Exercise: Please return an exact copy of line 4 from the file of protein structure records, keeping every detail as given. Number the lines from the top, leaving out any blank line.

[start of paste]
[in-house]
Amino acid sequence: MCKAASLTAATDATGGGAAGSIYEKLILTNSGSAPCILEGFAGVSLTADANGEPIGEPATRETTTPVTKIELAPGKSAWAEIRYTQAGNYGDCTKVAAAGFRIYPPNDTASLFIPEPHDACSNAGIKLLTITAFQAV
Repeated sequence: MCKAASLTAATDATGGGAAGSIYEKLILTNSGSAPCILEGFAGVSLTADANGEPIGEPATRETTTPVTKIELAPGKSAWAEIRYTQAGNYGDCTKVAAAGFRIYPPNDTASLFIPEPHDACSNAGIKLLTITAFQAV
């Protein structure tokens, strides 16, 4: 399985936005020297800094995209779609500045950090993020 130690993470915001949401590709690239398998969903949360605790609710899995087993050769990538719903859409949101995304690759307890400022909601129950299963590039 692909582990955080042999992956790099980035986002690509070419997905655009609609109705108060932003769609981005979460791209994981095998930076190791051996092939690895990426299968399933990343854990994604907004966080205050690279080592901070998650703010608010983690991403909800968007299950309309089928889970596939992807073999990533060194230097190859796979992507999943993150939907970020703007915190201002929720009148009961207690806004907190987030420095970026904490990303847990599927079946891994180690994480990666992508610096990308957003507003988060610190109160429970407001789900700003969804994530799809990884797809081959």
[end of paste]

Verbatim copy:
């Protein structure tokens, strides 16, 4: 399985936005020297800094995209779609500045950090993020 130690993470915001949401590709690239398998969903949360605790609710899995087993050769990538719903859409949101995304690759307890400022909601129950299963590039 692909582990955080042999992956790099980035986002690509070419997905655009609609109705108060932003769609981005979460791209994981095998930076190791051996092939690895990426299968399933990343854990994604907004966080205050690279080592901070998650703010608010983690991403909800968007299950309309089928889970596939992807073999990533060194230097190859796979992507999943993150939907970020703007915190201002929720009148009961207690806004907190987030420095970026904490990303847990599927079946891994180690994480990666992508610096990308957003507003988060610190109160429970407001789900700003969804994530799809990884797809081959």